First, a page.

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dillon
Returning Member

Selling your home, home office deductions, and Form 1099-S

When someone sells their home, they don't usually owe taxes on the proceeds of the home sale. But during the closing process, the closing agent asks if the owners used the home for business and/or claimed the home office deduction. If they answer yes, that triggers a 1099-S form.

 

Can someone please help me understand how claiming the home office deduction and/or using the home for a small side business would impact tax liability? Would someone in this situation now owe taxes on the proceeds of their home sale? And if so, how would they go about estimating that tax?

 

Thank you!

 

2 Replies
Critter-3
Level 15

Selling your home, home office deductions, and Form 1099-S

Using a home office deduction you usually take a depreciation deduction and in the year of sale all depreciation allowed or allowable must be recaptured.  Seek local professional guidance on this matter since if you got a 1099-S you must address this on the tax return in some fashion.

Carl
Level 15

Selling your home, home office deductions, and Form 1099-S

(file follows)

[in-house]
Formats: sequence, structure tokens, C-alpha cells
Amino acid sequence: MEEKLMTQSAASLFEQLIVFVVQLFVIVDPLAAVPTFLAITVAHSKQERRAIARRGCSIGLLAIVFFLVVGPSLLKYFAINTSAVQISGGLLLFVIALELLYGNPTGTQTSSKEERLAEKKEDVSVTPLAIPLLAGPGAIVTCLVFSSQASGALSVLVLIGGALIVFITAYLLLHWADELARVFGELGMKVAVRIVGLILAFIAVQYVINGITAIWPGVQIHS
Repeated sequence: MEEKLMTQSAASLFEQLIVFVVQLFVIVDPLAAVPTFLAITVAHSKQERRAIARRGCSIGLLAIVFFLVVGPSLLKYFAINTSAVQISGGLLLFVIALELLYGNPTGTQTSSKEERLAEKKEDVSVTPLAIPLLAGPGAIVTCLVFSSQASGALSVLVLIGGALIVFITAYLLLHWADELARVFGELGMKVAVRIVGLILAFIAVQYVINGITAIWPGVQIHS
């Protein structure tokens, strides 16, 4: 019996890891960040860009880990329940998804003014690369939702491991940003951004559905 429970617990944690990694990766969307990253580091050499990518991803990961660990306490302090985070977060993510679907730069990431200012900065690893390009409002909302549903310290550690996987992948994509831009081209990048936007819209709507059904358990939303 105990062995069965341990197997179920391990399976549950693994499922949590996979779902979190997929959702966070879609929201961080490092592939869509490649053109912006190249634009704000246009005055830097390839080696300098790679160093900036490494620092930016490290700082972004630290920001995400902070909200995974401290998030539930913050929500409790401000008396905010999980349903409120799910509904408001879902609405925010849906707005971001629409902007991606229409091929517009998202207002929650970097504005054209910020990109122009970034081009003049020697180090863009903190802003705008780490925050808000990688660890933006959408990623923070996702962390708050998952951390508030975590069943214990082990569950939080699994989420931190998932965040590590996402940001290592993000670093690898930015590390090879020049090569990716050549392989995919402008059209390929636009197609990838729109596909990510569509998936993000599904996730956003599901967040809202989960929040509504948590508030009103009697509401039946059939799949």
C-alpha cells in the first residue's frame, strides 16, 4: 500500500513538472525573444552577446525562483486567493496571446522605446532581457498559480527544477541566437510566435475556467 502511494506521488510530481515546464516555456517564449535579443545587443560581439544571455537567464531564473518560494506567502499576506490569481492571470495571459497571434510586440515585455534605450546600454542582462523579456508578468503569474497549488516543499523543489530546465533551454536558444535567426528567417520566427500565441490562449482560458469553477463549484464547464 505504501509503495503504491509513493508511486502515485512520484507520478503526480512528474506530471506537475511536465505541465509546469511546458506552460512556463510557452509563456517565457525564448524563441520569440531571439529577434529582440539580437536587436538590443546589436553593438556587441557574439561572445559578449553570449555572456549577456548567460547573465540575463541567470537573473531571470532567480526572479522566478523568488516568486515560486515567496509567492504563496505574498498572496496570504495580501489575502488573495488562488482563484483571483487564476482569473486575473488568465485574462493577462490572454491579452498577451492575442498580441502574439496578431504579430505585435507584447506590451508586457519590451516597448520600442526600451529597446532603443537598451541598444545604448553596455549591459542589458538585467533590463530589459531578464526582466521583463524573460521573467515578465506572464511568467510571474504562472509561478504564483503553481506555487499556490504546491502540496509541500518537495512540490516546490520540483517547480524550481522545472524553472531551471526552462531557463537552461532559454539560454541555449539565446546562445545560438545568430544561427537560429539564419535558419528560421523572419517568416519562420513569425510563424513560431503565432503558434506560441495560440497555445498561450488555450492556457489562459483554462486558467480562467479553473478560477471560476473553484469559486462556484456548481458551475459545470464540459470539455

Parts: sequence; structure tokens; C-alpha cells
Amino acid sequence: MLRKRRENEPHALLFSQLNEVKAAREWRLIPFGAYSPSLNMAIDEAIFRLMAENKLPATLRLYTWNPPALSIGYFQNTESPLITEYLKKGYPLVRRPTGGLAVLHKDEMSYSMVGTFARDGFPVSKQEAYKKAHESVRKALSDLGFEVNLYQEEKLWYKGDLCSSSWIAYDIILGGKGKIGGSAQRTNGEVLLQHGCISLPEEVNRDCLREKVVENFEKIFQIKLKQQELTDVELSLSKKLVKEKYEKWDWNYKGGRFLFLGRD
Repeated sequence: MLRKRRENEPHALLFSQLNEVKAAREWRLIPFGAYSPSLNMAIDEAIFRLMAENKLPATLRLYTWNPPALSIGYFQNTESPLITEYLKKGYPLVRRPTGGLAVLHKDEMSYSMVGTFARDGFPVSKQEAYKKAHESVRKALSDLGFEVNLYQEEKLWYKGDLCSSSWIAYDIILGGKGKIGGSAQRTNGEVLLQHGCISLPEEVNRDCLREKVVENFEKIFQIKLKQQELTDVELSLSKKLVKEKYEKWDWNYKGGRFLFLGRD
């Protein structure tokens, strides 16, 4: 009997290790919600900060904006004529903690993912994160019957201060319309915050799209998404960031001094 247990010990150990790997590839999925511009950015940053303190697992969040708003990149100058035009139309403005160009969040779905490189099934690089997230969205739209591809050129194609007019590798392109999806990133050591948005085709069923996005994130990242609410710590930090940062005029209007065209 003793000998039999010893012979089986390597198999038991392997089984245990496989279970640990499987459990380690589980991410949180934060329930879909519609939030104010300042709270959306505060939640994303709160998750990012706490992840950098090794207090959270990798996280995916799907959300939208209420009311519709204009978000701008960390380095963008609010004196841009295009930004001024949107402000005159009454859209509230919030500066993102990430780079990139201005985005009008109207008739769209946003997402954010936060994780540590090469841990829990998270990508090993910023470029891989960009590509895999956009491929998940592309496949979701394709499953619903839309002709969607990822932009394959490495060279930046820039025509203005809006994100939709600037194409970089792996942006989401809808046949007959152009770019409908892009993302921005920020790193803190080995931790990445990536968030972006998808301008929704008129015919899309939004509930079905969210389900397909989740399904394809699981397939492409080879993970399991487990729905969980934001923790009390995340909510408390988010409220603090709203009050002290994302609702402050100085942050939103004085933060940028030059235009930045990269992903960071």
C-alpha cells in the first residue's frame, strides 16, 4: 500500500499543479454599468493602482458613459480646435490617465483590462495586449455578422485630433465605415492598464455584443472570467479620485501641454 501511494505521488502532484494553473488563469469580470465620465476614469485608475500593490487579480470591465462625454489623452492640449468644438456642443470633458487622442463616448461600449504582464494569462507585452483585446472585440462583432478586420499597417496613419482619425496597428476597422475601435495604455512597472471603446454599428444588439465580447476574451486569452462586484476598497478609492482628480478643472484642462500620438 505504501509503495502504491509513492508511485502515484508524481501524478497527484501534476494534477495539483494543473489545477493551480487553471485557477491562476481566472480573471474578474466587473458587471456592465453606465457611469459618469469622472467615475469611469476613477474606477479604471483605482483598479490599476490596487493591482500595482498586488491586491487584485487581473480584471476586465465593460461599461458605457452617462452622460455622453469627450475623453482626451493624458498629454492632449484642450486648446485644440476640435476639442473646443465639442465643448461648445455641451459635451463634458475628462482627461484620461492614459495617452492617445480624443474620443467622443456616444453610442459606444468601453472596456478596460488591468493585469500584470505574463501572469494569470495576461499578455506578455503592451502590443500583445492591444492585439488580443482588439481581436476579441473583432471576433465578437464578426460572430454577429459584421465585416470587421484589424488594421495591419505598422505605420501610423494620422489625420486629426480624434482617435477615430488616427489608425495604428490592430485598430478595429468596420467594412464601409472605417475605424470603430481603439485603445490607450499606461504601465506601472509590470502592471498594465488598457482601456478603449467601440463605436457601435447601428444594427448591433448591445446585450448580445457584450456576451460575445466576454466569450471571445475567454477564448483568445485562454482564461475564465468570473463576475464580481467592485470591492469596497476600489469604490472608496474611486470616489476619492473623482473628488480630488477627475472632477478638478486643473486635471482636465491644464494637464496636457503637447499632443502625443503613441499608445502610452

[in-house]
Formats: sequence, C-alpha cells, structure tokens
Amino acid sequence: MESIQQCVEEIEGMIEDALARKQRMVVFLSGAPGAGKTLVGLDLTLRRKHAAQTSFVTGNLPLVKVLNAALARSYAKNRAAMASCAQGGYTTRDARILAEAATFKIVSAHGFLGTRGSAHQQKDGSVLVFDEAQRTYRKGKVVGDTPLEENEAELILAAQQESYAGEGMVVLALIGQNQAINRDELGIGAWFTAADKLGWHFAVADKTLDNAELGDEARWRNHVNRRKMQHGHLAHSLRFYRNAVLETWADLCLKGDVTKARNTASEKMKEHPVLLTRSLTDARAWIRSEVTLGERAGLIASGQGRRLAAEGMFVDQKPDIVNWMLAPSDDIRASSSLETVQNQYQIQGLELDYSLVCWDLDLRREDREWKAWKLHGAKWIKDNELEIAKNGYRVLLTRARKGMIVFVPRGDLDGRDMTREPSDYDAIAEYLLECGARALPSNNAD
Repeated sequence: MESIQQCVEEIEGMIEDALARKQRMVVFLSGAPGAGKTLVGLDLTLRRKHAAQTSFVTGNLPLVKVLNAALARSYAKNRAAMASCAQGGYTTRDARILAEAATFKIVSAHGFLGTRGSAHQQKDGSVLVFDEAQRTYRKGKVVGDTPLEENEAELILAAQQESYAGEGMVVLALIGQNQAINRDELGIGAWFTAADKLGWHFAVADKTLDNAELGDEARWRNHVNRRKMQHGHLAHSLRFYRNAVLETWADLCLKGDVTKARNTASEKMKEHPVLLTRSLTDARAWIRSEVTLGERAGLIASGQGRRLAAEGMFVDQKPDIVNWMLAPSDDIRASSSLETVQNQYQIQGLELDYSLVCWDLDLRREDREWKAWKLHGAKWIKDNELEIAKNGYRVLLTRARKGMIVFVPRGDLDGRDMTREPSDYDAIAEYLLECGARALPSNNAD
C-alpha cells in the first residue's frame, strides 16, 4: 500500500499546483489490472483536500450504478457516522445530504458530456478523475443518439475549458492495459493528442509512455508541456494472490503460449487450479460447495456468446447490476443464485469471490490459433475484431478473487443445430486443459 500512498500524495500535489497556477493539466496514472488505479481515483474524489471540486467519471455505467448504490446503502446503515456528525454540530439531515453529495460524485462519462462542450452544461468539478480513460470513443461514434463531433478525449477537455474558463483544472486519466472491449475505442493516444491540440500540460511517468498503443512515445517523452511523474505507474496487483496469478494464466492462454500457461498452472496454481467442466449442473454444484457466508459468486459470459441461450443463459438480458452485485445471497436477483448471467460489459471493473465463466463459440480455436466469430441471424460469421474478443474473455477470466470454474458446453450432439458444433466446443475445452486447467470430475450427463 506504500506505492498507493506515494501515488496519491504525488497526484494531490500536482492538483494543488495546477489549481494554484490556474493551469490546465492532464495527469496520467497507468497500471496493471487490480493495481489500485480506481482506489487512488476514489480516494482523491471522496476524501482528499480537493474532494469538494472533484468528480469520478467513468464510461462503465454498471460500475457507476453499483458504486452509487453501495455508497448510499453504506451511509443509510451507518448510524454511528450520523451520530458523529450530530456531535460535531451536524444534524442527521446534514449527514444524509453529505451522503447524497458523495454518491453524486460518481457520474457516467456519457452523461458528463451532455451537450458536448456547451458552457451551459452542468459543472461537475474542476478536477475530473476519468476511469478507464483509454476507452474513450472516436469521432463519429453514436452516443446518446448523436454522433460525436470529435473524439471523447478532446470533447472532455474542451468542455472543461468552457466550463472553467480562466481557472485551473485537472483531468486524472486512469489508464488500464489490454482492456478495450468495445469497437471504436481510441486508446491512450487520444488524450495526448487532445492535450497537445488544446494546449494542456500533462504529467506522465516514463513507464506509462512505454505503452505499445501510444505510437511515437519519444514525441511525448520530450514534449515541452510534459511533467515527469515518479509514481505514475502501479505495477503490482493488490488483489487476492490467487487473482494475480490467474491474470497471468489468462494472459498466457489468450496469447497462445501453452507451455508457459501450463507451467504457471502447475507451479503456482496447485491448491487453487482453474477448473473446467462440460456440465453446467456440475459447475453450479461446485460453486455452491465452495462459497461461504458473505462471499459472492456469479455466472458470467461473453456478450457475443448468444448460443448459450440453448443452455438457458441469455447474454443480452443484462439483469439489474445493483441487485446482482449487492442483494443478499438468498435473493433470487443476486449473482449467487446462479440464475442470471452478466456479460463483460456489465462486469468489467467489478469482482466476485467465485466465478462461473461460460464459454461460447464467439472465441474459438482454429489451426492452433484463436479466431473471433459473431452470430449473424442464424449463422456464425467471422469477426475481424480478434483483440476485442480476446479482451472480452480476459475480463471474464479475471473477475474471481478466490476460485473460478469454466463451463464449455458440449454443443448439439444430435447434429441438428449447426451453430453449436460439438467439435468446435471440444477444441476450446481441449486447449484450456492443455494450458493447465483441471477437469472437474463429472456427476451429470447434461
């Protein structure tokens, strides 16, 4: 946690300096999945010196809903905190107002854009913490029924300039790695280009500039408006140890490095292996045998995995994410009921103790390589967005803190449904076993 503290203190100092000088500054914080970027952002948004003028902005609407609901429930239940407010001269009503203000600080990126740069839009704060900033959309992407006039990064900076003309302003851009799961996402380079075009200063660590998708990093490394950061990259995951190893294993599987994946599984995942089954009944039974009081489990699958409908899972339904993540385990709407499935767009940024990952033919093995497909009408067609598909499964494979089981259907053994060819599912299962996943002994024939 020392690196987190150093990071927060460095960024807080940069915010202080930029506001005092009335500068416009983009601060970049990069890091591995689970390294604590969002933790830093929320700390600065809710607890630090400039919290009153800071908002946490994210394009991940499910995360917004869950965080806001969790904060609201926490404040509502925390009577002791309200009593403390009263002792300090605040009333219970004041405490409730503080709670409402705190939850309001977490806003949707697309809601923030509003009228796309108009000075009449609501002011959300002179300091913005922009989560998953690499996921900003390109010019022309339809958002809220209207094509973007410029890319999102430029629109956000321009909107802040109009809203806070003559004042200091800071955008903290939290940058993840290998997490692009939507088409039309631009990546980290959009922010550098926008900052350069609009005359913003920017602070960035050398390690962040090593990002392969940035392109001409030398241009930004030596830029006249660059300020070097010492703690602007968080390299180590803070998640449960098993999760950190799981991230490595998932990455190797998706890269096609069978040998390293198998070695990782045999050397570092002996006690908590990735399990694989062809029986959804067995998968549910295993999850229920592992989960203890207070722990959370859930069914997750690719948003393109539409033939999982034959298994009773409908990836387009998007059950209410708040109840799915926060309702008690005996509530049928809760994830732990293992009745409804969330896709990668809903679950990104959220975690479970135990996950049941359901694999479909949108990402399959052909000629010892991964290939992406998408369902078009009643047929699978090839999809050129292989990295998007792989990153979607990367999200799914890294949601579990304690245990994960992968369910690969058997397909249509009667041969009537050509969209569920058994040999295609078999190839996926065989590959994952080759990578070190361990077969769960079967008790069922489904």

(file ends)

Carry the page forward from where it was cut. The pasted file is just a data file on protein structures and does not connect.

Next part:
When you claim a home office, you are required to take depreciation based on the square foot percentage of your home claimed as such. (This changed in 2013, covered below.)  When you sell the property you are required to recapture and pay taxes on all depreciation taken. Even if you qualify for the "2 of last 5" capital gains tax exclusion, the recaptured depreciation is still taxable and is added to your AGI in the year you sell the property.  So if you claimed a home office, or any other business use of your home (such as renting out a room) it's common for the 1099-S to be issued to the seller.

Beginning in the 2013 tax year, businesses claiming a home office had/have the option of taking a "standard deduction" of $5 per square foot of space claimed for a home office, up to a maximum of 300 square feet. With this option, no other office expenses can be claimed. Additionally, no depreciation recapture is required. This is referred to as the "Simplified Option" for the home office deduction. For greater detail and a comparison between the two options, see https://www.irs.gov/businesses/small-businesses-self-employed/simplified-option-for-home-office-dedu...

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